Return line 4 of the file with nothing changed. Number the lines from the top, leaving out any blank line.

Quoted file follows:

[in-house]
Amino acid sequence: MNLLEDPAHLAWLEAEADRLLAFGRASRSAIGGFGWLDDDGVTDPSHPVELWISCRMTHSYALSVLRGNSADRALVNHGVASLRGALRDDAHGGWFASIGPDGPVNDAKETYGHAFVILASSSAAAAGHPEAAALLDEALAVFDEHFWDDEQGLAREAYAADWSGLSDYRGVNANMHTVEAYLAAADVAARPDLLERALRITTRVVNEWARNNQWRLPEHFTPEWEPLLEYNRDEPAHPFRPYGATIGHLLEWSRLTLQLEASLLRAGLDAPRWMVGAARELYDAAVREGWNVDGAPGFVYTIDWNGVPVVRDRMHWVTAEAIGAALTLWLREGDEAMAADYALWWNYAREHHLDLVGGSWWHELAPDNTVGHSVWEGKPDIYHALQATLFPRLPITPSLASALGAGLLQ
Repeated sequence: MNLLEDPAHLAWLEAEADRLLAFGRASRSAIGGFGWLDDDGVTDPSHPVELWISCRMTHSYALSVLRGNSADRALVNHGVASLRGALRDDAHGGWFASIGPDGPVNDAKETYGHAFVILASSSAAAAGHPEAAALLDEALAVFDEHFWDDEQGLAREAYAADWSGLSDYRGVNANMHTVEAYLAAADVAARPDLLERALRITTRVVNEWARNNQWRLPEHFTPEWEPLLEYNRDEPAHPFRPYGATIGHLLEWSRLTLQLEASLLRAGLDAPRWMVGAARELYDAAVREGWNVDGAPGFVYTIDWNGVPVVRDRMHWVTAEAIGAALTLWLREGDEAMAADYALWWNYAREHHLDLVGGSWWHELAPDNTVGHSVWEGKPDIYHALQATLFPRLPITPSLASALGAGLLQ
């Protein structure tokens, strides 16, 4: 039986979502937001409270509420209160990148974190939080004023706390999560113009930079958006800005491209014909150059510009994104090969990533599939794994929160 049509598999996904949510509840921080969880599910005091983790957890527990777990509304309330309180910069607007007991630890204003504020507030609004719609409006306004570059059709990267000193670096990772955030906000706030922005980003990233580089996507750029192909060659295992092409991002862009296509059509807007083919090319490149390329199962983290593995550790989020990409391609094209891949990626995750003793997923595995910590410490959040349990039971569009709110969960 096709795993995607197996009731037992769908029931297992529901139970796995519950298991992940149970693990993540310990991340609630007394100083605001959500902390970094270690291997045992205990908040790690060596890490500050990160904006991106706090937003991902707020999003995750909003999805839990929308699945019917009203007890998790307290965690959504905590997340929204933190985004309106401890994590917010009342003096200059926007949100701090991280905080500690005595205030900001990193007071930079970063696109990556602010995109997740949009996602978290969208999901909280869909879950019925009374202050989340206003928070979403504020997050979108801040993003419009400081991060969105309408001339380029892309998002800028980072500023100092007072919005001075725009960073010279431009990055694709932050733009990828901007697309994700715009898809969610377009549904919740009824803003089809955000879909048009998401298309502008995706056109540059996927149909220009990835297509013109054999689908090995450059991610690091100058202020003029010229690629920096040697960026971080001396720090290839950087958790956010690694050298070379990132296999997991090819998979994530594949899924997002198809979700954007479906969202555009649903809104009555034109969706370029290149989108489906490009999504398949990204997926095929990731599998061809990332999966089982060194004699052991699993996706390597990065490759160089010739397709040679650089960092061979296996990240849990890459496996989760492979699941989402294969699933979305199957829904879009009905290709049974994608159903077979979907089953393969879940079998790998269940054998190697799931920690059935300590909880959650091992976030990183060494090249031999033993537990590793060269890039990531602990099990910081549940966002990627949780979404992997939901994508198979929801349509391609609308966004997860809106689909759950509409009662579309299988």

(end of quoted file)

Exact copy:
């Protein structure tokens, strides 16, 4: 039986979502937001409270509420209160990148974190939080004023706390999560113009930079958006800005491209014909150059510009994104090969990533599939794994929160 049509598999996904949510509840921080969880599910005091983790957890527990777990509304309330309180910069607007007991630890204003504020507030609004719609409006306004570059059709990267000193670096990772955030906000706030922005980003990233580089996507750029192909060659295992092409991002862009296509059509807007083919090319490149390329199962983290593995550790989020990409391609094209891949990626995750003793997923595995910590410490959040349990039971569009709110969960 096709795993995607197996009731037992769908029931297992529901139970796995519950298991992940149970693990993540310990991340609630007394100083605001959500902390970094270690291997045992205990908040790690060596890490500050990160904006991106706090937003991902707020999003995750909003999805839990929308699945019917009203007890998790307290965690959504905590997340929204933190985004309106401890994590917010009342003096200059926007949100701090991280905080500690005595205030900001990193007071930079970063696109990556602010995109997740949009996602978290969208999901909280869909879950019925009374202050989340206003928070979403504020997050979108801040993003419009400081991060969105309408001339380029892309998002800028980072500023100092007072919005001075725009960073010279431009990055694709932050733009990828901007697309994700715009898809969610377009549904919740009824803003089809955000879909048009998401298309502008995706056109540059996927149909220009990835297509013109054999689908090995450059991610690091100058202020003029010229690629920096040697960026971080001396720090290839950087958790956010690694050298070379990132296999997991090819998979994530594949899924997002198809979700954007479906969202555009649903809104009555034109969706370029290149989108489906490009999504398949990204997926095929990731599998061809990332999966089982060194004699052991699993996706390597990065490759160089010739397709040679650089960092061979296996990240849990890459496996989760492979699941989402294969699933979305199957829904879009009905290709049974994608159903077979979907089953393969879940079998790998269940054998190697799931920690059935300590909880959650091992976030990183060494090249031999033993537990590793060269890039990531602990099990910081549940966002990627949780979404992997939901994508198979929801349509391609609308966004997860809106689909759950509409009662579309299988």